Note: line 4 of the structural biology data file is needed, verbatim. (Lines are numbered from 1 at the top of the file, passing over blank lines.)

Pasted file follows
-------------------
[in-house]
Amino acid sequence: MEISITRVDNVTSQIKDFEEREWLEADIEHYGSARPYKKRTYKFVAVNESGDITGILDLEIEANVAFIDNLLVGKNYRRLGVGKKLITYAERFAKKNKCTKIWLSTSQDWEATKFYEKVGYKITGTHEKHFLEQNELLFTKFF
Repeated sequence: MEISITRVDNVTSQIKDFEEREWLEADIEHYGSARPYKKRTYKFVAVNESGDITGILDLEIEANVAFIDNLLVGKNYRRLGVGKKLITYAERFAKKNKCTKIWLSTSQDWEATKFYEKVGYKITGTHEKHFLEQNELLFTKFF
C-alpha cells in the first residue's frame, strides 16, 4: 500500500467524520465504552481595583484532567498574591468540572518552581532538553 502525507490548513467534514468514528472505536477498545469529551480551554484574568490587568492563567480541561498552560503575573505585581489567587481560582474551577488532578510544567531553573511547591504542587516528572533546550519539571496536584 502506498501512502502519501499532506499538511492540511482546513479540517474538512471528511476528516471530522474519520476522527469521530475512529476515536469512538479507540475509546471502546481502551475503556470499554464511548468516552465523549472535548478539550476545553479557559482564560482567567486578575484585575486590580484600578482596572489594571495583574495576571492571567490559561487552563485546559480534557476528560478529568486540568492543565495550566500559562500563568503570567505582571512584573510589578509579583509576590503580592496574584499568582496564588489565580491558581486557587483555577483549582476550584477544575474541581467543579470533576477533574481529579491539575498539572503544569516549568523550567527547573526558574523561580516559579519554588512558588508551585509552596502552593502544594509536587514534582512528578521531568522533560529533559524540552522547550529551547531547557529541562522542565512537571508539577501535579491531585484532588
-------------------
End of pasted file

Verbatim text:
C-alpha cells in the first residue's frame, strides 16, 4: 500500500467524520465504552481595583484532567498574591468540572518552581532538553 502525507490548513467534514468514528472505536477498545469529551480551554484574568490587568492563567480541561498552560503575573505585581489567587481560582474551577488532578510544567531553573511547591504542587516528572533546550519539571496536584 502506498501512502502519501499532506499538511492540511482546513479540517474538512471528511476528516471530522474519520476522527469521530475512529476515536469512538479507540475509546471502546481502551475503556470499554464511548468516552465523549472535548478539550476545553479557559482564560482567567486578575484585575486590580484600578482596572489594571495583574495576571492571567490559561487552563485546559480534557476528560478529568486540568492543565495550566500559562500563568503570567505582571512584573510589578509579583509576590503580592496574584499568582496564588489565580491558581486557587483555577483549582476550584477544575474541581467543579470533576477533574481529579491539575498539572503544569516549568523550567527547573526558574523561580516559579519554588512558588508551585509552596502552593502544594509536587514534582512528578521531568522533560529533559524540552522547550529551547531547557529541562522542565512537571508539577501535579491531585484532588